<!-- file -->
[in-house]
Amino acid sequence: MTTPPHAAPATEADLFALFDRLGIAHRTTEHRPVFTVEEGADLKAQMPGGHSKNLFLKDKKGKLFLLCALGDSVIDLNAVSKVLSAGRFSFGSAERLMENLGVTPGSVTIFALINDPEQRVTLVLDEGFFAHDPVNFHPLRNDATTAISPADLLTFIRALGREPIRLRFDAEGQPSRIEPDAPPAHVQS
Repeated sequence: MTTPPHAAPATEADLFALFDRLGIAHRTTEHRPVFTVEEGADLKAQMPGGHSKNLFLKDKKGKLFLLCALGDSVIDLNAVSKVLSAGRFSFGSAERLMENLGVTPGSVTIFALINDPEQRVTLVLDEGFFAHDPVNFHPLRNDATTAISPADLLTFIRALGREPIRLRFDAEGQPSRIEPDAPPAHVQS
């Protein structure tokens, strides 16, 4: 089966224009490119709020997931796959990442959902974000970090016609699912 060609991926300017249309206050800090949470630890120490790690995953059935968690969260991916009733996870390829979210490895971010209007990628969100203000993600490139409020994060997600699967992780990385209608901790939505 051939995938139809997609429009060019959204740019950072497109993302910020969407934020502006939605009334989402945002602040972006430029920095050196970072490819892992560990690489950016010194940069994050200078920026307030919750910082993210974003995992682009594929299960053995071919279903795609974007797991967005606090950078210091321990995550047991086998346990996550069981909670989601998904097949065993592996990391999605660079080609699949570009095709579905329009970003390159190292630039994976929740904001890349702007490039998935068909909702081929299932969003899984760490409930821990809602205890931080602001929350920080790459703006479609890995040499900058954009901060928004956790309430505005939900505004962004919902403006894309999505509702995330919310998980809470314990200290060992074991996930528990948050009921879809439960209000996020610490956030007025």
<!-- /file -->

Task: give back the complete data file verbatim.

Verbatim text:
[in-house]
Amino acid sequence: MTTPPHAAPATEADLFALFDRLGIAHRTTEHRPVFTVEEGADLKAQMPGGHSKNLFLKDKKGKLFLLCALGDSVIDLNAVSKVLSAGRFSFGSAERLMENLGVTPGSVTIFALINDPEQRVTLVLDEGFFAHDPVNFHPLRNDATTAISPADLLTFIRALGREPIRLRFDAEGQPSRIEPDAPPAHVQS
Repeated sequence: MTTPPHAAPATEADLFALFDRLGIAHRTTEHRPVFTVEEGADLKAQMPGGHSKNLFLKDKKGKLFLLCALGDSVIDLNAVSKVLSAGRFSFGSAERLMENLGVTPGSVTIFALINDPEQRVTLVLDEGFFAHDPVNFHPLRNDATTAISPADLLTFIRALGREPIRLRFDAEGQPSRIEPDAPPAHVQS
């Protein structure tokens, strides 16, 4: 089966224009490119709020997931796959990442959902974000970090016609699912 060609991926300017249309206050800090949470630890120490790690995953059935968690969260991916009733996870390829979210490895971010209007990628969100203000993600490139409020994060997600699967992780990385209608901790939505 051939995938139809997609429009060019959204740019950072497109993302910020969407934020502006939605009334989402945002602040972006430029920095050196970072490819892992560990690489950016010194940069994050200078920026307030919750910082993210974003995992682009594929299960053995071919279903795609974007797991967005606090950078210091321990995550047991086998346990996550069981909670989601998904097949065993592996990391999605660079080609699949570009095709579905329009970003390159190292630039994976929740904001890349702007490039998935068909909702081929299932969003899984760490409930821990809602205890931080602001929350920080790459703006479609890995040499900058954009901060928004956790309430505005939900505004962004919902403006894309999505509702995330919310998980809470314990200290060992074991996930528990948050009921879809439960209000996020610490956030007025």